This morning, Miss BooBah woke up in a pleasant mood. I rolled over to nurse her and she put her mouth to the breast, then pulled off and said "ah-wer." "Hmmm?" (I was half asleep.) She put her hand on my other breast and said "ah-wer sai." "You want the other side?" "Ah-wer sai!" :LOL I rolled over and she just cracked up, all giggles. She didn't actually want the other side, I think she was just making sure she could say it. She cracks me up!

Rynna, Mama to Bean (8), Boobah (6), Bella (4) and Bear (2)
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Old 12-12-2004, 01:41 AM
 
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Hi everyone,
I haven't posted in awhile, but I have been checking in every once in awhile. Nothing new to report or to inquire about here. I am a little anxious as we have an appointment for a Early Intervention evaluation in regards to a stutter Sam has had on and off for about 6 months. The doctor is still pretty sure that it is developmental (his poor little mouth can't seem to keep up with his verbal develoment and the thoughts his mind wants to express), but still, I can't help but worry. Not that stuttering would be such a horrible thing, it's just the anticipation of my sweet little boy potentially having something he could be ridiculed for, I'm sure as Mommies you all understand that.

Eilonwy, I really enjoyed your new pictures. Once again, your children are gorgeous! It's really awesome how well your daughter is doing communicating with you and it looks like your son had a blast at his 2nd birthday party. You actually inspired me to sign up for Shutterfly so I could post some pictures. I've only posted a couple, but here they are. One is of a drawing Sam recently did for me (us, some flowers and the sun at the zoo, I just love our "striped prisonesque attire") and the other is just a miscellaneous Christmas picture. I know this sounds totally cliche, but I just don't know where the last 2 1/2 years have gone, I miss by baby (but I am also in awe and feel so blessed to be able to watch him blossom into the man he'll become).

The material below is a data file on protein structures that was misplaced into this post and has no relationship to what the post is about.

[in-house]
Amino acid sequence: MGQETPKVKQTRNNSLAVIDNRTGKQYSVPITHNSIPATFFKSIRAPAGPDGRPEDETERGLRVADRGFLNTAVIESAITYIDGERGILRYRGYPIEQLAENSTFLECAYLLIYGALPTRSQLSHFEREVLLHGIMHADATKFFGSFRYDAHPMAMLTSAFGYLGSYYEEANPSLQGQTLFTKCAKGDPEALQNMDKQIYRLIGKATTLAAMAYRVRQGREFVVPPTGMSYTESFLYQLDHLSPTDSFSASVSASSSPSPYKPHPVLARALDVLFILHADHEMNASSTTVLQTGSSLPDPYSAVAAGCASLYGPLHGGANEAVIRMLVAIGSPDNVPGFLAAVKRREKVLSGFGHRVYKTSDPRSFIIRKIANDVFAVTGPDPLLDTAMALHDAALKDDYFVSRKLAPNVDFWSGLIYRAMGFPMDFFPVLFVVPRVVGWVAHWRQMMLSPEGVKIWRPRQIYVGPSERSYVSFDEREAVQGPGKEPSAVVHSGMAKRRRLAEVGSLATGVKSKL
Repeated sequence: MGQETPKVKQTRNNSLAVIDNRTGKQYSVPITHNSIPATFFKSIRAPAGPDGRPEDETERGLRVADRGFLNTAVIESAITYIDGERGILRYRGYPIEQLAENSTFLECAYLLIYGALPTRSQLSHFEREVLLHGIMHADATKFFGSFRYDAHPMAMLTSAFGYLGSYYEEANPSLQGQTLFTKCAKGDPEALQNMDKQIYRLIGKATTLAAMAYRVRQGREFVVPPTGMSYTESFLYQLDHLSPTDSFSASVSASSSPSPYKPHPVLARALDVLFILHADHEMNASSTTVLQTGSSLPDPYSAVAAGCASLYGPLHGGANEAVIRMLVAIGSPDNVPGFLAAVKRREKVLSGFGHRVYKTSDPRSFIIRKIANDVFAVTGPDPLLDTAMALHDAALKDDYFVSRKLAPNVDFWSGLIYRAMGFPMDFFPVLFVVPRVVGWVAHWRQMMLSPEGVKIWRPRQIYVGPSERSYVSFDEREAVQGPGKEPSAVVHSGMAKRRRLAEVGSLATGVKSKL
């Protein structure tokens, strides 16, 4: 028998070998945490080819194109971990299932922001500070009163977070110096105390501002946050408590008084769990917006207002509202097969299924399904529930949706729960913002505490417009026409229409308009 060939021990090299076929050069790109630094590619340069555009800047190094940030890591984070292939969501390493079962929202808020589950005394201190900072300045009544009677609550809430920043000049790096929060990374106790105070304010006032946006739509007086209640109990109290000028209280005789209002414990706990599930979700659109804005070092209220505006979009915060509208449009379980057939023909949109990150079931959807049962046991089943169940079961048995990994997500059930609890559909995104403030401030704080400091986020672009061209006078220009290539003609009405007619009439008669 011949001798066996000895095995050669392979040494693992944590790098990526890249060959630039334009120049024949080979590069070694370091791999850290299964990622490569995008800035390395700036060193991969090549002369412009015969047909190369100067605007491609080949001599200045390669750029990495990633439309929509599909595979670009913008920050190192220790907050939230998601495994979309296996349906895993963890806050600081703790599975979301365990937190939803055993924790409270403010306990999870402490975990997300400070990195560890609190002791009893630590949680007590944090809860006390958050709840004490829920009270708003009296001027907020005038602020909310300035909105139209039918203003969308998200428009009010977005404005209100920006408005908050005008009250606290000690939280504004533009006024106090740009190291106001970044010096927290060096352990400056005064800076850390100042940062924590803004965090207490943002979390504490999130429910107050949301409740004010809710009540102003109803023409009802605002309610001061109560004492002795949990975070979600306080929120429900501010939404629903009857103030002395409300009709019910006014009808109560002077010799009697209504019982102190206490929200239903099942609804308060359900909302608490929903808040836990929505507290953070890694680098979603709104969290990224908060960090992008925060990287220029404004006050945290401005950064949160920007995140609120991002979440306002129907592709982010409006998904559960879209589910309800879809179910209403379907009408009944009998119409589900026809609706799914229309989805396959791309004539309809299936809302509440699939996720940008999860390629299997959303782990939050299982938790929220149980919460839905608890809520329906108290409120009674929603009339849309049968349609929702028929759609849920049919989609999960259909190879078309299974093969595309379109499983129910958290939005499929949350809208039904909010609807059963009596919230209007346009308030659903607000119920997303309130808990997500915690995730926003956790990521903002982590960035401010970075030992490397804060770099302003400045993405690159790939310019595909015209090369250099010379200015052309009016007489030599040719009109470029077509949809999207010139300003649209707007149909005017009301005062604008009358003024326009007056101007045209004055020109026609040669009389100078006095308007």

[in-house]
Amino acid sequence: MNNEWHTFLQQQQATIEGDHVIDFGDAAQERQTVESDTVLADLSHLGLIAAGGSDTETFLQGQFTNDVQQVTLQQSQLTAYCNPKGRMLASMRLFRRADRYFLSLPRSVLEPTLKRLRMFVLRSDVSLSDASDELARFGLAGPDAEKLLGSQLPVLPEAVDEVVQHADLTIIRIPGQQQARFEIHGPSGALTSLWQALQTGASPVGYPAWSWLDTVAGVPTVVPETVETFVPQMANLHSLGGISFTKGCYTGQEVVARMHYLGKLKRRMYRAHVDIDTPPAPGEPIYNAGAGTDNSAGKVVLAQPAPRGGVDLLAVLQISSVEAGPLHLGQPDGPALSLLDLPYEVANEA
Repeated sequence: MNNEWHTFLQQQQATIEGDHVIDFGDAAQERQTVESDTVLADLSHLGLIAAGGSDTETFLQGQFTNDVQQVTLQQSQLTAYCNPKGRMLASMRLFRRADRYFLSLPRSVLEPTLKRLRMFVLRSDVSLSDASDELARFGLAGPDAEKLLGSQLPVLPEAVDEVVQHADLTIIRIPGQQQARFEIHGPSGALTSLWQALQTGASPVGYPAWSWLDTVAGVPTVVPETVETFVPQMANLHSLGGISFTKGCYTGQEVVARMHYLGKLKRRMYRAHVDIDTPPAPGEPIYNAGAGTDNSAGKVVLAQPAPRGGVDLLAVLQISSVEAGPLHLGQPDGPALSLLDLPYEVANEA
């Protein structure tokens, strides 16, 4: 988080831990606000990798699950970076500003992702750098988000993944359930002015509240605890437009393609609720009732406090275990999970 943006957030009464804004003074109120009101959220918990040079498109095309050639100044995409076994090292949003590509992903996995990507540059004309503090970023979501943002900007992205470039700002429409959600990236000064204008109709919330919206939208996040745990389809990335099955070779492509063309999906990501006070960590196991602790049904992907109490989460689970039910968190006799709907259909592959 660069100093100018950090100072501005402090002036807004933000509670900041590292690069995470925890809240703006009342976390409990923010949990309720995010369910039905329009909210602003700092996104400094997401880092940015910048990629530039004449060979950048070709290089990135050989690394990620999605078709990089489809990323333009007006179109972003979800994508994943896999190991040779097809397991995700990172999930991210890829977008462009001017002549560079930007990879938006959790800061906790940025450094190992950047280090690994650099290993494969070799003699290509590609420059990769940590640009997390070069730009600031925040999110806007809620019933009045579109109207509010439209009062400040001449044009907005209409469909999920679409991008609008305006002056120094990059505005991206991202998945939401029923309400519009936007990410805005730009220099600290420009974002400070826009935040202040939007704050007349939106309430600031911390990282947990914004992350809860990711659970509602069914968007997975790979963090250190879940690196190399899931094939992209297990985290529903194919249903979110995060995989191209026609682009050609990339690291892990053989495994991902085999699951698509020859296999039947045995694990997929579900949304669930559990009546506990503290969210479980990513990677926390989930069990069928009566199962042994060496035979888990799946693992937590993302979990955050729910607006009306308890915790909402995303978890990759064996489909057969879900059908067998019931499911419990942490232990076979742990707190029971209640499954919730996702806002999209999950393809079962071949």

http://share.shutterfly.com/osi.jsp?...ZtW7gY&notag=1

Well, hope everyone is well!
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Old 12-12-2004, 02:20 AM
 
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Thanks so much for answering...yeah cautious is indeed the word for this child...it's kind of a relief considering my last one was such a wild one...I much prefer the cautious analytical type as a child...of course it's completely the opposite of me~LOL...I am as impulsive as can be and trying to curb it and hubby is the analytical, take his time and weigh it all out who threw it all to the wind in his first fit of impulsiveness and took me on...we are so opposite each striving to appreciate and actually be more like the other...

I think she is figuring out how to climb out of her crib btw!

I think I met a gifted child today...she's almost 2, can't speak well but quite a little character..quite brilliant at making her needs known with expression and gesture...I think she's quite advanced but I think her mom thinks she's actually behind due to her speech being slow..I can't put my finger on it but she had "something"!

I bet when she starts talking mom will be blown away!
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Old 12-12-2004, 09:40 PM
 
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Originally Posted by luvmypoonchkie